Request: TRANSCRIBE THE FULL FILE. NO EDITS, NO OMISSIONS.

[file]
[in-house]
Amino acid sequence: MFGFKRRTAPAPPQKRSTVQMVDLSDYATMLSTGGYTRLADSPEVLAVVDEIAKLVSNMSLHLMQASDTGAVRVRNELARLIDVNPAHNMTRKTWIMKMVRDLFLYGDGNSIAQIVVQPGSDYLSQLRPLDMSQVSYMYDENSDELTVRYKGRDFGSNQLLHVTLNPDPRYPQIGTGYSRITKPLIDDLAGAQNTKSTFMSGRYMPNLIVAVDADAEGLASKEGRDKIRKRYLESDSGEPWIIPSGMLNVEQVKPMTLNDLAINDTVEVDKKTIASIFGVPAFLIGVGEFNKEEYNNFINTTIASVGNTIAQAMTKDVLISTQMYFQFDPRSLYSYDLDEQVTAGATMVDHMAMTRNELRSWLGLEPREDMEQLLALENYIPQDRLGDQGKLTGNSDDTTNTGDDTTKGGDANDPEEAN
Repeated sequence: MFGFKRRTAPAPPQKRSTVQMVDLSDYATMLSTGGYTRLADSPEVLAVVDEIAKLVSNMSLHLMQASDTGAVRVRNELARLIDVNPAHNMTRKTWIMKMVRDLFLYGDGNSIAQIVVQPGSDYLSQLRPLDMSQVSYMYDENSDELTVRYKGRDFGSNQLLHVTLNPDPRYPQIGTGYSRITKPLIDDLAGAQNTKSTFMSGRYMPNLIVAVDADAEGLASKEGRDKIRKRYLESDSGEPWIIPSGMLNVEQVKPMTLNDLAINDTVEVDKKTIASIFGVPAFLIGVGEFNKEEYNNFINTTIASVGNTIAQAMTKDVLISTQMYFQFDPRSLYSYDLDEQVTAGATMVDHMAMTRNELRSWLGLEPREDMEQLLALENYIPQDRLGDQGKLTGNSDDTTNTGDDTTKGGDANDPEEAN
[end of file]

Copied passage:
[in-house]
Amino acid sequence: MFGFKRRTAPAPPQKRSTVQMVDLSDYATMLSTGGYTRLADSPEVLAVVDEIAKLVSNMSLHLMQASDTGAVRVRNELARLIDVNPAHNMTRKTWIMKMVRDLFLYGDGNSIAQIVVQPGSDYLSQLRPLDMSQVSYMYDENSDELTVRYKGRDFGSNQLLHVTLNPDPRYPQIGTGYSRITKPLIDDLAGAQNTKSTFMSGRYMPNLIVAVDADAEGLASKEGRDKIRKRYLESDSGEPWIIPSGMLNVEQVKPMTLNDLAINDTVEVDKKTIASIFGVPAFLIGVGEFNKEEYNNFINTTIASVGNTIAQAMTKDVLISTQMYFQFDPRSLYSYDLDEQVTAGATMVDHMAMTRNELRSWLGLEPREDMEQLLALENYIPQDRLGDQGKLTGNSDDTTNTGDDTTKGGDANDPEEAN
Repeated sequence: MFGFKRRTAPAPPQKRSTVQMVDLSDYATMLSTGGYTRLADSPEVLAVVDEIAKLVSNMSLHLMQASDTGAVRVRNELARLIDVNPAHNMTRKTWIMKMVRDLFLYGDGNSIAQIVVQPGSDYLSQLRPLDMSQVSYMYDENSDELTVRYKGRDFGSNQLLHVTLNPDPRYPQIGTGYSRITKPLIDDLAGAQNTKSTFMSGRYMPNLIVAVDADAEGLASKEGRDKIRKRYLESDSGEPWIIPSGMLNVEQVKPMTLNDLAINDTVEVDKKTIASIFGVPAFLIGVGEFNKEEYNNFINTTIASVGNTIAQAMTKDVLISTQMYFQFDPRSLYSYDLDEQVTAGATMVDHMAMTRNELRSWLGLEPREDMEQLLALENYIPQDRLGDQGKLTGNSDDTTNTGDDTTKGGDANDPEEAN